One meal that I usually remember and that nobody minds having frequently is Sloppy Tots (or Sloppy Taters). Basically it consists of tater tots (or roasted chunks of potato if I don’t have tater tots) topped with sloppy joe meat and shredded cheddar cheese. I know that around these parts sloppy joes are called steamers, but for kids, “Sloppy Tots” sounds more fun than “Steamer Tots.”
Sloppy Tots

Tater tots (or oven-roasted potatoes)
Shredded cheddar cheese
Mild banana pepper rings

2 Tbsp. butter
1/2 cup minced onion
1/2 cup chopped green pepper
1 lb. ground beef
6 Tbsp. ketchup
1 tsp. chili powder
2 Tbsp. brown sugar

Prepare tater tots according to package directions. If you don’t have tater tots, wash and cut potatoes into bite-sized pieces, coat with olive oil, sprinkle with a little seasoning salt, and bake in a single layer on a cookie sheet in a 400ºF oven, flipping twice with a metal spatula, for about 30-45 minutes or until lightly browned and crisp. I make sure to poke them with a fork to test for doneness.

While potatoes are roasting, saute onions and peppers in a skillet with butter until translucent. Add beef and brown. Drain off the fat. Add the ketchup, chili powder and brown sugar, stir, and cook uncovered until heated through.

To serve, top each serving of tater tots (or taters) with a helping of meat. The shredded cheddar goes on top, and garnish with the banana pepper rings, if desired.  (Note: Use this recipe for tasty sloppy joes/steamers.)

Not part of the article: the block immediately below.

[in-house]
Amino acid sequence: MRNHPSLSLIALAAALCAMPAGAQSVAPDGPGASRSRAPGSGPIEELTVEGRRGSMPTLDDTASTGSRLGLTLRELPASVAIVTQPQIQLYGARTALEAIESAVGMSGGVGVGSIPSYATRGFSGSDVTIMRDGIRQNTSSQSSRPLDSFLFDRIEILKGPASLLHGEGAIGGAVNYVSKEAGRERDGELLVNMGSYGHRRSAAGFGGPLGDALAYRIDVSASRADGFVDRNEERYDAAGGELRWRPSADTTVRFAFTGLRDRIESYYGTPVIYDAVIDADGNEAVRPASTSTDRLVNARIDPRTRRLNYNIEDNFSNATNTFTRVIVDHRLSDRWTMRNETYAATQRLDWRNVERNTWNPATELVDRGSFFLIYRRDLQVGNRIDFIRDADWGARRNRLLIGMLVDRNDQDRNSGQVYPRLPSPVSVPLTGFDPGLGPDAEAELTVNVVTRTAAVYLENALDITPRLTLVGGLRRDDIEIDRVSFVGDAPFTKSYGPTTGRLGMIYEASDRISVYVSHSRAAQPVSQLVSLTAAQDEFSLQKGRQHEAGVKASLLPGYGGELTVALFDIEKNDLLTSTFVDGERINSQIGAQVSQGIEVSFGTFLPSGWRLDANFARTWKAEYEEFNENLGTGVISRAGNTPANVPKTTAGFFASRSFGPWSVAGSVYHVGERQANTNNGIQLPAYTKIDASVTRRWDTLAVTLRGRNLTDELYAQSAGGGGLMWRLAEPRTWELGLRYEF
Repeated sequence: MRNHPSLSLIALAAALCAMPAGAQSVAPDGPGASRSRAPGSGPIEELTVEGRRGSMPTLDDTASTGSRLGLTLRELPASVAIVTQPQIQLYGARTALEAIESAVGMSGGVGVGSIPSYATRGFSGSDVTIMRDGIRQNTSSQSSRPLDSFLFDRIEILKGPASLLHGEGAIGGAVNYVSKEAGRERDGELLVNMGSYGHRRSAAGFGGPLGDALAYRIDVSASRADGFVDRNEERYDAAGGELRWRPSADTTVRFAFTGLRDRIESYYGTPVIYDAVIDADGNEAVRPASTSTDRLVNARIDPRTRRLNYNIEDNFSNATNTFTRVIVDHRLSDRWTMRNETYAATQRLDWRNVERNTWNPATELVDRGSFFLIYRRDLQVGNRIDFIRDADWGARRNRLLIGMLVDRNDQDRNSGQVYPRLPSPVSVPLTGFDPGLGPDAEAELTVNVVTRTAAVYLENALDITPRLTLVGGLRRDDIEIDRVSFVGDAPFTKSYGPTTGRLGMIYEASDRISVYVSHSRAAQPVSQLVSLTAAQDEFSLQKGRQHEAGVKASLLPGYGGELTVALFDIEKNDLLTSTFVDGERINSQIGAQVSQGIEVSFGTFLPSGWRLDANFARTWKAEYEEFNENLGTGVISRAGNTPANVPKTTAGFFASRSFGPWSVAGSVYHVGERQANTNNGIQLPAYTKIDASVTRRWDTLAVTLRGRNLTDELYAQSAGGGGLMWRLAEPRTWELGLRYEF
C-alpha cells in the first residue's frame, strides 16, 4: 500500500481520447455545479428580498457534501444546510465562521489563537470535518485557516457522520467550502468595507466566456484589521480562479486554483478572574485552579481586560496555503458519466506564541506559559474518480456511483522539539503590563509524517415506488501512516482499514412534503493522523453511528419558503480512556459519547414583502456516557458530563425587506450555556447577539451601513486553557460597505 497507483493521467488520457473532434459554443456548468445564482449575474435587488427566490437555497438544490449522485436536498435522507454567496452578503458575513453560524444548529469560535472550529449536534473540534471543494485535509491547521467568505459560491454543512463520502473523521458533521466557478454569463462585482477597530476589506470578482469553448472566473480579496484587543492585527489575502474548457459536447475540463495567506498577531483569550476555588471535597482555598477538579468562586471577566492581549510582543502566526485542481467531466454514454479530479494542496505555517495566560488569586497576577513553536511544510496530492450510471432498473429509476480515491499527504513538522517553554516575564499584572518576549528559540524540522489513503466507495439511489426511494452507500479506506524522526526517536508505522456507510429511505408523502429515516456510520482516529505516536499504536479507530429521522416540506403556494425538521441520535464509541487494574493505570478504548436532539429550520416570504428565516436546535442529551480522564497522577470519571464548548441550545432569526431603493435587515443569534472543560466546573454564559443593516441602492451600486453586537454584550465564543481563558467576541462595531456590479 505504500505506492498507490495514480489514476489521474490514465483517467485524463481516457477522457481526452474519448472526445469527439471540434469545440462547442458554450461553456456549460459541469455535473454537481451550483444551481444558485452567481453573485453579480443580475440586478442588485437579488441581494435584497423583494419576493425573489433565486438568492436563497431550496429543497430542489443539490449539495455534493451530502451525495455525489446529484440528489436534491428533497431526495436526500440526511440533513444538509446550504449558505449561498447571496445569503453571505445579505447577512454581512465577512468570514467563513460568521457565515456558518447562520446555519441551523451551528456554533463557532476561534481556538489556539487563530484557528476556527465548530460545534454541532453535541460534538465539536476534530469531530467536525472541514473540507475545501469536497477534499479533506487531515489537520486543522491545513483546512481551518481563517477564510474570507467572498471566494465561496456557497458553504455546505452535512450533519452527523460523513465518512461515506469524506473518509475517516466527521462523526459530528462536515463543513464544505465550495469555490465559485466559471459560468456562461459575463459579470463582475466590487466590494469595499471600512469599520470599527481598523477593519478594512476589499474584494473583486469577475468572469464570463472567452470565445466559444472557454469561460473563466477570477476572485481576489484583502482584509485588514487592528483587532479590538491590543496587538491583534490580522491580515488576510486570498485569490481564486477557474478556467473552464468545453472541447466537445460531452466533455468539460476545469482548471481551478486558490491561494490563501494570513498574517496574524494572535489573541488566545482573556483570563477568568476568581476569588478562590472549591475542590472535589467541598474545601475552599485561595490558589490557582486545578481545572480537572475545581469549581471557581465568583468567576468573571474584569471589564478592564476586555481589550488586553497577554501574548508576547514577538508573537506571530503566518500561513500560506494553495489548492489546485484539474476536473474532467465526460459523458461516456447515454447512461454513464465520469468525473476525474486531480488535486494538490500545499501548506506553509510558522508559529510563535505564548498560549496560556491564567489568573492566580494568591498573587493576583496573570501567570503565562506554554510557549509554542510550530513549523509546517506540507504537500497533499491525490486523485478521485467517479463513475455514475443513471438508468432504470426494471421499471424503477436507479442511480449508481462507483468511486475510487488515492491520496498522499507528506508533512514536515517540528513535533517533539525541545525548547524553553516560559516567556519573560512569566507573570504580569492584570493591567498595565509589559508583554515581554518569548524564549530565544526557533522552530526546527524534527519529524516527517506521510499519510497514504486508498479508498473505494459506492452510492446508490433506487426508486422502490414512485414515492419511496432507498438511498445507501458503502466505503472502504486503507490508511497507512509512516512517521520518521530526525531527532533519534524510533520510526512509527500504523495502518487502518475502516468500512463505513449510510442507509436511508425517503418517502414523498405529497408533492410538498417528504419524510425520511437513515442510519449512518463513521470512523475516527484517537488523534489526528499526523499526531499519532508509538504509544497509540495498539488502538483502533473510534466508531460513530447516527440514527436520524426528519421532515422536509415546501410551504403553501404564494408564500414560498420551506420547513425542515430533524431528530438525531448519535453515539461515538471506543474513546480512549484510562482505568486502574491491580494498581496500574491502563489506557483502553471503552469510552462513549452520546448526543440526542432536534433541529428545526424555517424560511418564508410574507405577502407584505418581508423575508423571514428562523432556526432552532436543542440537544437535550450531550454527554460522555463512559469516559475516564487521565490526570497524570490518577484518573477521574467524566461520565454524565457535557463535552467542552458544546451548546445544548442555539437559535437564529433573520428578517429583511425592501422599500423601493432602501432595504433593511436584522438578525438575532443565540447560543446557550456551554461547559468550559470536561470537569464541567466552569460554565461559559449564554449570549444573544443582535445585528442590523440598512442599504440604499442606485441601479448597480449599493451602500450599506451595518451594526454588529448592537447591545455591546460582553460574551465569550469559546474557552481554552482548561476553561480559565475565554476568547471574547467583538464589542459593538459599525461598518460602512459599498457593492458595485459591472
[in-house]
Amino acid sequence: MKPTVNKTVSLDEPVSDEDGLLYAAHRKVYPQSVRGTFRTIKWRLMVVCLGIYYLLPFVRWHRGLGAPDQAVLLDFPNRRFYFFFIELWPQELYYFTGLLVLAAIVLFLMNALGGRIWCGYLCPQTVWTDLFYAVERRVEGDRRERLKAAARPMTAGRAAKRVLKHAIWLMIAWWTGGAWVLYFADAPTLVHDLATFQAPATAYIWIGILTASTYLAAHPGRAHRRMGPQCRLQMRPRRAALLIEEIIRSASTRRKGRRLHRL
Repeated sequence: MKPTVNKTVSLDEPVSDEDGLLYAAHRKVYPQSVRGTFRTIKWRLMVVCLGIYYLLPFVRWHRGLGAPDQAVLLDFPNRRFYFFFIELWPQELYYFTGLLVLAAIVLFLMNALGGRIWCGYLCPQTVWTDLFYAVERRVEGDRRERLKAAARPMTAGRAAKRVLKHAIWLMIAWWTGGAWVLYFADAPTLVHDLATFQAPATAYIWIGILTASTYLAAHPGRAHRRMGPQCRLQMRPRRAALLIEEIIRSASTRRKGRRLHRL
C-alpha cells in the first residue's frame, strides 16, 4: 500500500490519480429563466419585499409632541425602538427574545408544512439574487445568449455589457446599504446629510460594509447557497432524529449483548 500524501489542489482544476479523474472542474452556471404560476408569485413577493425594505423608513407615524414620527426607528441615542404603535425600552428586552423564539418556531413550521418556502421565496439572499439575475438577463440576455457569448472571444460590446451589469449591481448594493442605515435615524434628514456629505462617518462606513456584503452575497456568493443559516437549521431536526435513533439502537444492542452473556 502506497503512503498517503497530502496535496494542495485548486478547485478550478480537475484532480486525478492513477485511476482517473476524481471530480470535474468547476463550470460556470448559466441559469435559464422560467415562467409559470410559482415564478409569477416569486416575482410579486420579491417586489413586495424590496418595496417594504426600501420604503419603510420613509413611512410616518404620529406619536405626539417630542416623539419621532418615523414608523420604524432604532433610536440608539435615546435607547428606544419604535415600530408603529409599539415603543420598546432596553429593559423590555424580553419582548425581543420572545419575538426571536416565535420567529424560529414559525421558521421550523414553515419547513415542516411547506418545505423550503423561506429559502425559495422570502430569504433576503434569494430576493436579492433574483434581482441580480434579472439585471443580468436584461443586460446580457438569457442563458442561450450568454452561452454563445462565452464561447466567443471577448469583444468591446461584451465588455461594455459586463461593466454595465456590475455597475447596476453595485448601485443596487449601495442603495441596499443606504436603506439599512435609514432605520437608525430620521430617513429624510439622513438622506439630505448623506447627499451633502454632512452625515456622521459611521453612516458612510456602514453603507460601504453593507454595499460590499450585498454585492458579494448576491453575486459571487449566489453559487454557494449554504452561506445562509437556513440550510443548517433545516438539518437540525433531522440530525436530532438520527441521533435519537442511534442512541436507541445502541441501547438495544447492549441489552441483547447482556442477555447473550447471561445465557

Friday, November 6, 2015

Something new, something old

This week we said hello to the new. New carpet, that is. It looks nice with the new paint from a week or so ago.

The color is Warmed Cider. It looks nice with the Pumpkin Pie Spice in the hallway.

Of course, the whole room and closet was torn apart.  We made some hard choices before returning things to the closet. Surprisingly, what follows was not a difficult choice for me.

Mushy pillow was made by my Oma for me when I was about 3 or so. I think. It's hard for me to remember. It was my security thing. No blanket. Just a plain pillow.

Mushy pillow didn't start out that way. It was a normal home-made pillow. After lots of huggin' and squeezin' and cryin', it became Mushy. I slept with it until I got married. And maybe after for a bit.

At some point after we moved here, I was able to put Mushy up on the top shelf of my closet, but only because whenever it was moved it left a trail of pillow dust. I just wasn't ready to give it up.